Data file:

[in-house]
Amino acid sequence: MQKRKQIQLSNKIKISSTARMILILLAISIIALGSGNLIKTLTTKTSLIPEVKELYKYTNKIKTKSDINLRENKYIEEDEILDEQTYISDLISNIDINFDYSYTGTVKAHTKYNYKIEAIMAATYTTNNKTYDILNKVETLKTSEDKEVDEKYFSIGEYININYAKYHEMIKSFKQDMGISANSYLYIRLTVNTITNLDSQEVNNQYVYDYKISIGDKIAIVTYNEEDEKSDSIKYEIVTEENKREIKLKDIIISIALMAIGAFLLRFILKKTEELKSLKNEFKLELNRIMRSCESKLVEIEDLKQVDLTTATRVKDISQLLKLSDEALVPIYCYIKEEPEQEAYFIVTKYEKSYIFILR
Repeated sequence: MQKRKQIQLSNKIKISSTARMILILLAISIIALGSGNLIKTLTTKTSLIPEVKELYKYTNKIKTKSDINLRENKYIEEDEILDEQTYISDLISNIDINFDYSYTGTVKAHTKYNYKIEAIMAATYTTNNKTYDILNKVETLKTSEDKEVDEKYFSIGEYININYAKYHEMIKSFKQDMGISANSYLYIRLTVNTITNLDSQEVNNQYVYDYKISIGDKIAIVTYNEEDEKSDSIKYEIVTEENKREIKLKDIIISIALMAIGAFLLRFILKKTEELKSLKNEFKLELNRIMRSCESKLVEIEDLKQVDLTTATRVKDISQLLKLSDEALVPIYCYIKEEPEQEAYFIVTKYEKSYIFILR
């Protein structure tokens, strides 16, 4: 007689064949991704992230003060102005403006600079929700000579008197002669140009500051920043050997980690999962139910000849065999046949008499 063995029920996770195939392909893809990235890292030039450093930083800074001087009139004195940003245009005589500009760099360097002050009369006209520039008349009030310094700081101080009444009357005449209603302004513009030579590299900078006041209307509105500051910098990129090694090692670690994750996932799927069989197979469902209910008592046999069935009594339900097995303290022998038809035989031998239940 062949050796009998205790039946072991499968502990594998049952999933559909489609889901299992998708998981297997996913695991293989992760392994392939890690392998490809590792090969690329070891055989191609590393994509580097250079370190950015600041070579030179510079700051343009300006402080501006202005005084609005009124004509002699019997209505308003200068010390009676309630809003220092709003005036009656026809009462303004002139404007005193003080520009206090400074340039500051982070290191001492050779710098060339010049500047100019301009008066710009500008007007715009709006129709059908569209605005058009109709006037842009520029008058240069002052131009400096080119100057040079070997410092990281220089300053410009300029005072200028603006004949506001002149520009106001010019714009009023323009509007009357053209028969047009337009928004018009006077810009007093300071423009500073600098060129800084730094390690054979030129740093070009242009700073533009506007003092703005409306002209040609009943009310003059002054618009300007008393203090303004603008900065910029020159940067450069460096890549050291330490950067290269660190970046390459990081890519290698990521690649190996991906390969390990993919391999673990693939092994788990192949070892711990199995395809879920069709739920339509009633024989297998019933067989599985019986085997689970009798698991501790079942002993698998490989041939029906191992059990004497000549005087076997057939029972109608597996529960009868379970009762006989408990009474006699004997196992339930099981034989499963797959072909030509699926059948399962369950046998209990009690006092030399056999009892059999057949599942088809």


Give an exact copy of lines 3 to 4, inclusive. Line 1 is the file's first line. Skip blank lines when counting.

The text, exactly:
Repeated sequence: MQKRKQIQLSNKIKISSTARMILILLAISIIALGSGNLIKTLTTKTSLIPEVKELYKYTNKIKTKSDINLRENKYIEEDEILDEQTYISDLISNIDINFDYSYTGTVKAHTKYNYKIEAIMAATYTTNNKTYDILNKVETLKTSEDKEVDEKYFSIGEYININYAKYHEMIKSFKQDMGISANSYLYIRLTVNTITNLDSQEVNNQYVYDYKISIGDKIAIVTYNEEDEKSDSIKYEIVTEENKREIKLKDIIISIALMAIGAFLLRFILKKTEELKSLKNEFKLELNRIMRSCESKLVEIEDLKQVDLTTATRVKDISQLLKLSDEALVPIYCYIKEEPEQEAYFIVTKYEKSYIFILR
């Protein structure tokens, strides 16, 4: 007689064949991704992230003060102005403006600079929700000579008197002669140009500051920043050997980690999962139910000849065999046949008499 063995029920996770195939392909893809990235890292030039450093930083800074001087009139004195940003245009005589500009760099360097002050009369006209520039008349009030310094700081101080009444009357005449209603302004513009030579590299900078006041209307509105500051910098990129090694090692670690994750996932799927069989197979469902209910008592046999069935009594339900097995303290022998038809035989031998239940 062949050796009998205790039946072991499968502990594998049952999933559909489609889901299992998708998981297997996913695991293989992760392994392939890690392998490809590792090969690329070891055989191609590393994509580097250079370190950015600041070579030179510079700051343009300006402080501006202005005084609005009124004509002699019997209505308003200068010390009676309630809003220092709003005036009656026809009462303004002139404007005193003080520009206090400074340039500051982070290191001492050779710098060339010049500047100019301009008066710009500008007007715009709006129709059908569209605005058009109709006037842009520029008058240069002052131009400096080119100057040079070997410092990281220089300053410009300029005072200028603006004949506001002149520009106001010019714009009023323009509007009357053209028969047009337009928004018009006077810009007093300071423009500073600098060129800084730094390690054979030129740093070009242009700073533009506007003092703005409306002209040609009943009310003059002054618009300007008393203090303004603008900065910029020159940067450069460096890549050291330490950067290269660190970046390459990081890519290698990521690649190996991906390969390990993919391999673990693939092994788990192949070892711990199995395809879920069709739920339509009633024989297998019933067989599985019986085997689970009798698991501790079942002993698998490989041939029906191992059990004497000549005087076997057939029972109608597996529960009868379970009762006989408990009474006699004997196992339930099981034989499963797959072909030509699926059948399962369950046998209990009690006092030399056999009892059999057949599942088809």